China's port building spree across the Belt and Road Initiative is raising red flags for analysts who believe Beijing has ulterior security motives.
Daniel R. Russel and Blake Berger, two scholars at the New York-based Asia Society Policy Institute, have published a new report that looks at the broad security implications of China’s Belt and Road Initiative.
Although Chinese officials have long maintained that the Belt and Road has an economically-driven agenda and strenuously denied any geostrategic or military motives, Russel and Berger say there are legitimate reasons to doubt those reassurances.
The main focus of their report centers on Chinese port-building and how both the location of Chinese investment/loans and their construction parameters indicate that they could be used for both civilian and military purposes.
Therefore, they believe, while these ports, especially those in strategic countries like Sri Lanka and Pakistan, are currently used for purely commercial purposes, they can be engaged by the PLAN in the event of a conflict.
Key Highlights From the Russel & Berger Report on the Weaponisation of the BRI
- FROM SEA TO SPACE: “Given that Xi Jinping has championed the “unified military-civil system of strategic capability,” it should come as little surprise that major components of BRI infrastructure, including the port-park-city model, the Digital Silk Road, and the BRI Space Information Corridor, are designed with dual-use features that bolster a range of potential military and intelligence capabilities.” (PAGE 42)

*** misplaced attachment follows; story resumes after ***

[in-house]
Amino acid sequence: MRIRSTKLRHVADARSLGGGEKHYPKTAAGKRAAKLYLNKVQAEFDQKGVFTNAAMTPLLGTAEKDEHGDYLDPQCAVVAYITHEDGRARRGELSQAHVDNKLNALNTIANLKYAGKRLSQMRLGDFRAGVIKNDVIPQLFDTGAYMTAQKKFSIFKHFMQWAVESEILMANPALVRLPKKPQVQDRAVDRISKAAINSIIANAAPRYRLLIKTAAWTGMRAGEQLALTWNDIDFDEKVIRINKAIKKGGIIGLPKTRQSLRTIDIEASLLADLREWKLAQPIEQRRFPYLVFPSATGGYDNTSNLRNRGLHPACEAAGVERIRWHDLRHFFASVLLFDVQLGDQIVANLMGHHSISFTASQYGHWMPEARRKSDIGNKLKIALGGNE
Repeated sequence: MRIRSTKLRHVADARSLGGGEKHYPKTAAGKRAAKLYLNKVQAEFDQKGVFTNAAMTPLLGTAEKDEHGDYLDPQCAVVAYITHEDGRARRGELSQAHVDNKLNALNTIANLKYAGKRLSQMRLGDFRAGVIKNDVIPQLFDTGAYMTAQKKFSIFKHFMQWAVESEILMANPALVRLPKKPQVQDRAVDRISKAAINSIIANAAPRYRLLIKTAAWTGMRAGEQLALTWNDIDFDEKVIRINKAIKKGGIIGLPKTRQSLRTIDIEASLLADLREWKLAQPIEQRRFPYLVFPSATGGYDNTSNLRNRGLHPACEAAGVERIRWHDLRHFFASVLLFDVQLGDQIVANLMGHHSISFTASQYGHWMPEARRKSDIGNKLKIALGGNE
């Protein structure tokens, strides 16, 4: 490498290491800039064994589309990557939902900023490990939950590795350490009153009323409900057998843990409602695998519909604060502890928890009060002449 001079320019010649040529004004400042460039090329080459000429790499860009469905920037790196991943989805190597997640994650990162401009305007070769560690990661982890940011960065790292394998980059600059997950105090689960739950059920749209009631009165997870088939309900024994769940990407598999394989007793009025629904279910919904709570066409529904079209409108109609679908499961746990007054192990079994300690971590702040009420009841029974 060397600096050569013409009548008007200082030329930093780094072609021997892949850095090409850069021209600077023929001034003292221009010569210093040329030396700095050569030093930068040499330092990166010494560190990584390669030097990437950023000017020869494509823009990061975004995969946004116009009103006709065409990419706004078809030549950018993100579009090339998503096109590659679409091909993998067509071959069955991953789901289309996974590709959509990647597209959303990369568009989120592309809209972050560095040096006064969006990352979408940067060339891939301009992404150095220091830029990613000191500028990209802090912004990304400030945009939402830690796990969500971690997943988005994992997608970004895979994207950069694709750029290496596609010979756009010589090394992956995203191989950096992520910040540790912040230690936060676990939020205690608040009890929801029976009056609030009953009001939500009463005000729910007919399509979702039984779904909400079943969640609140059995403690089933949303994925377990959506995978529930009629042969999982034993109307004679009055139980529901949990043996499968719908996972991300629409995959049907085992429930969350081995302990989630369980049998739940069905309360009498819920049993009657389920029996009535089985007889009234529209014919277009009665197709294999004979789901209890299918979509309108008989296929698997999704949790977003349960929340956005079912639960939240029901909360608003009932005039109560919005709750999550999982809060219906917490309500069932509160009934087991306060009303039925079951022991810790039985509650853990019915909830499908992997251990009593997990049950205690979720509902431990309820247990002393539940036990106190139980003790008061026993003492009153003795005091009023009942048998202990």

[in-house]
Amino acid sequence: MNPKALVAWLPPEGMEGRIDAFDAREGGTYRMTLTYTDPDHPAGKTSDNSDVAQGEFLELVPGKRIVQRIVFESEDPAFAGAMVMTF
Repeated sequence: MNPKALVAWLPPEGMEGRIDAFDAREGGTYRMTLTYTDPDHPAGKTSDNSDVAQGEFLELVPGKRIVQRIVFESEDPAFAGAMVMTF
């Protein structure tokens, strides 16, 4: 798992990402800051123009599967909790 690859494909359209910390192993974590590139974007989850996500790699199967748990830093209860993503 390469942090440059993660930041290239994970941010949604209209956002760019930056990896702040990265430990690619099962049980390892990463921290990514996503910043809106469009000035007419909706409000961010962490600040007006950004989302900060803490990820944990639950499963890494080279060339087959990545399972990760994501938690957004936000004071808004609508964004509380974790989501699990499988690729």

- RAISE THE COST FOR THE U.S.: “There is little evidence so far of Beijing constructing full blown overseas military bases on the U.S. model, but there is abundant evidence it is developing a network of strategic strongpoints that can significantly raise the costs of any U.S. military intervention and lower the willingness of BRI host governments to offer access or assistance to the United States.” (PAGE 42)
- NO GUARANTEE OF SUCCESS: “It is by no means a forgone conclusion that this nascent ecosystem underpinned by the BRI will ultimately be realized. It is true that U.S. policies and diminished diplomatic engagement in the region over the past several years have not aided America’s cause. Yet Beijing confronts a range of countervailing forces that could derail its plans. The CCP is not offering a global vision that other countries seem eager to embrace.” (PAGE 43)
This article was first published on The China Africa Project